The Quartermaster Department was organized in 1775, when the Continental Congress authorized a Quartermaster General and a deputy to serve the Army. The first Quartermaster General was Major Thomas Mifflin of Pennsylvania, who was appointed by General Washington. Until 1818, however, the measures introduced by the Quartermaster Department were temporary and usually limited to wartime.
Following the War of 1812, the Secretary of War obtained permission to reorganize the Army, and one of his acts was to establish a permanent Quartermaster General with a department in Washington. Brigadier General Thomas Sidney Jesup was selected to head the new bureau, which he guided until his death in 1860. (It was not until 1862 that retirement became available and not until 1882 that it was required.) Jesup was a wise choice, and he brought discipline and enthusiastic energy to his office. He needed both. His staff consisted of two Assistant Quartermasters with the rank of major, and twenty-eight Assistant Quartermaster with the rank of captain each receiving compensation varying from $10 the $20 a month, as the /secretary of War, Jesup had only six permanent clerks to maintain the office letter books, ledgers, etc. The number of items for which the department accounted, as well as the amount of contracts it let, are staggering. Yet the Quartermaster Department did it and did it well.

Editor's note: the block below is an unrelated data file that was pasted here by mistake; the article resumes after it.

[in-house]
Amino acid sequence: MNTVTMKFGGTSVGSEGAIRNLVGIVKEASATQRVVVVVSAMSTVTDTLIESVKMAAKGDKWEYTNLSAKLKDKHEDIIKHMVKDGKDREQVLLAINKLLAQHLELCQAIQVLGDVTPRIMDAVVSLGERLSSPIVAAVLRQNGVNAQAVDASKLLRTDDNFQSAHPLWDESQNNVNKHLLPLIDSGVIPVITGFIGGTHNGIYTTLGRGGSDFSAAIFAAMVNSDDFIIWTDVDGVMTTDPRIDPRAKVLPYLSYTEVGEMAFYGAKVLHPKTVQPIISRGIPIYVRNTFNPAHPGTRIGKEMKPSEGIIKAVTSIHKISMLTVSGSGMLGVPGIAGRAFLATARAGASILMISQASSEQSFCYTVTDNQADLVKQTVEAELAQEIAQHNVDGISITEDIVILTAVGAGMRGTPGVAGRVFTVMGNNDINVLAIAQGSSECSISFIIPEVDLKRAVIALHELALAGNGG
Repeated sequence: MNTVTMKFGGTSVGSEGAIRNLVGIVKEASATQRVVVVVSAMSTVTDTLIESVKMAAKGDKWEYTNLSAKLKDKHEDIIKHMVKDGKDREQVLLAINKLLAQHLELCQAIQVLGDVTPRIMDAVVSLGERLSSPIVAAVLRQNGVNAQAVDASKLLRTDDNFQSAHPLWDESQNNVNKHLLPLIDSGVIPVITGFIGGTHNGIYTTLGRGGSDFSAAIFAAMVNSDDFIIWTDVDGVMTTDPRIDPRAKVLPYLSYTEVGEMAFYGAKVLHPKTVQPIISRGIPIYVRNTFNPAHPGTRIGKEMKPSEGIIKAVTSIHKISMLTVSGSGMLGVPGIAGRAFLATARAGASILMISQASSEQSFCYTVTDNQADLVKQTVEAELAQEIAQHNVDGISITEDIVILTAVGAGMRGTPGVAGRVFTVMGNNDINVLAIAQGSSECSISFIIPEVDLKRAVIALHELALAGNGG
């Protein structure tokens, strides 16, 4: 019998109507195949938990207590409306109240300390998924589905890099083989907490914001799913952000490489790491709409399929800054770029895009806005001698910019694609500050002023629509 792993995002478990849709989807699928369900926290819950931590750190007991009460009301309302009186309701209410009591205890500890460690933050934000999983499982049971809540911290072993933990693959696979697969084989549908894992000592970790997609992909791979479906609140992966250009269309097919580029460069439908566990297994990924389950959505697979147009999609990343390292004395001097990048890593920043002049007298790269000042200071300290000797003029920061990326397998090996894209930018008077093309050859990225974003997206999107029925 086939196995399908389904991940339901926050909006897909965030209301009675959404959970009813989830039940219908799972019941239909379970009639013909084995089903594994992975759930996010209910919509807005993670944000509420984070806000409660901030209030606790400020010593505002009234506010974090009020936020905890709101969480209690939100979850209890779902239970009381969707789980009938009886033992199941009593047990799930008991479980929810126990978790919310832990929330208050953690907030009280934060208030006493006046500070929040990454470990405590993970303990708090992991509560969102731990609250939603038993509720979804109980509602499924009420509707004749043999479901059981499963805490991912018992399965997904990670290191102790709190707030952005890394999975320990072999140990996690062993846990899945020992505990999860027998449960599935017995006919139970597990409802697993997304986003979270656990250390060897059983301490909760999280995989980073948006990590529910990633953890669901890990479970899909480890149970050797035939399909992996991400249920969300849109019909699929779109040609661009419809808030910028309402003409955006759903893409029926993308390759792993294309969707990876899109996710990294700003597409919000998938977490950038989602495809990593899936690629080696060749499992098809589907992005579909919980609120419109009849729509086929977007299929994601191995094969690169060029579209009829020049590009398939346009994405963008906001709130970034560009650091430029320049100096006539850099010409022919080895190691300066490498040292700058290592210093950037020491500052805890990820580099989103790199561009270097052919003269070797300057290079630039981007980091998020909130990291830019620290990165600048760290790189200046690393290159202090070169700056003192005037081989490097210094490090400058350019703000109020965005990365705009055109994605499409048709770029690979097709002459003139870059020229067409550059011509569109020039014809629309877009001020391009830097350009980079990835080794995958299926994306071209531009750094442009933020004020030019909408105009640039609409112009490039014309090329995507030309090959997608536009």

Like the rest of the Army, the Quartermaster Department suffered from either feast or famine. In times of war, it added staff and was given funds needed badly; in peacetime, however, appropriations drastically reduced the work the Quartermaster General deemed necessary. In the interim between the wars in Florida and Mexico, the budget of the army was extremely tight. In the fiscal year of 1844, only by the order of the Secretary of War were the Quartermasters at Philadelphia and New Orleans permitted to subscribe to one newspaper so that they might obtain shipping lists and current prices, knowledge of which was essential to the execution of their duties. The Washington office was allowed none-not even the newspaper that published the laws-and the Quartermaster General was forced to request that the Quartermaster at Philadelphia forward his newspaper to him, "when you have done with it."
Under such circumstances, construction periodically came to a virtual standstill. The stringent measures resulted in deteriorating buildings, and quartermasters were forced to rely almost entirely upon the soldiers for labor. When skilled labor was not available from the soldiers, the quartermaster was authorized to hire civilians who were specialized tradesmen, which included masons, turners, glaziers, and millwrights.